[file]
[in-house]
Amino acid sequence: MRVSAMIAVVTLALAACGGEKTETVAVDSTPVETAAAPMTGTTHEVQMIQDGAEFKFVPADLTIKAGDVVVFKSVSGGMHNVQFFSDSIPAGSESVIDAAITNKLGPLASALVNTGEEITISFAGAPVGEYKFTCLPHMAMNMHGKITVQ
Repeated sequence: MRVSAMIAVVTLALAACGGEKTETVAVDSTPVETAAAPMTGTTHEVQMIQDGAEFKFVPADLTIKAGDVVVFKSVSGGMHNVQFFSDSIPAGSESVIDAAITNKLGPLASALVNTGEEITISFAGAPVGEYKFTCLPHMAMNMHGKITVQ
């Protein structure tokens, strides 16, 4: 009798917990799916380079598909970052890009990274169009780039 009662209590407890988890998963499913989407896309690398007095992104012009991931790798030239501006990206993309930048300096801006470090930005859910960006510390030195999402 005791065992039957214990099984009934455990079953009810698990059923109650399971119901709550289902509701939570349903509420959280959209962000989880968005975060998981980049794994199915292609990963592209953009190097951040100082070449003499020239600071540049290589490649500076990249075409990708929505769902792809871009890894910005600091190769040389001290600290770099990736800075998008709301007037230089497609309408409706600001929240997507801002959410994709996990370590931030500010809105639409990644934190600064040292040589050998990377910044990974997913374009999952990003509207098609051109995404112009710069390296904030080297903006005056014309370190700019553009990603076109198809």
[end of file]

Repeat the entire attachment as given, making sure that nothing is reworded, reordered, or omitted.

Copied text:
[in-house]
Amino acid sequence: MRVSAMIAVVTLALAACGGEKTETVAVDSTPVETAAAPMTGTTHEVQMIQDGAEFKFVPADLTIKAGDVVVFKSVSGGMHNVQFFSDSIPAGSESVIDAAITNKLGPLASALVNTGEEITISFAGAPVGEYKFTCLPHMAMNMHGKITVQ
Repeated sequence: MRVSAMIAVVTLALAACGGEKTETVAVDSTPVETAAAPMTGTTHEVQMIQDGAEFKFVPADLTIKAGDVVVFKSVSGGMHNVQFFSDSIPAGSESVIDAAITNKLGPLASALVNTGEEITISFAGAPVGEYKFTCLPHMAMNMHGKITVQ
């Protein structure tokens, strides 16, 4: 009798917990799916380079598909970052890009990274169009780039 009662209590407890988890998963499913989407896309690398007095992104012009991931790798030239501006990206993309930048300096801006470090930005859910960006510390030195999402 005791065992039957214990099984009934455990079953009810698990059923109650399971119901709550289902509701939570349903509420959280959209962000989880968005975060998981980049794994199915292609990963592209953009190097951040100082070449003499020239600071540049290589490649500076990249075409990708929505769902792809871009890894910005600091190769040389001290600290770099990736800075998008709301007037230089497609309408409706600001929240997507801002959410994709996990370590931030500010809105639409990644934190600064040292040589050998990377910044990974997913374009999952990003509207098609051109995404112009710069390296904030080297903006005056014309370190700019553009990603076109198809």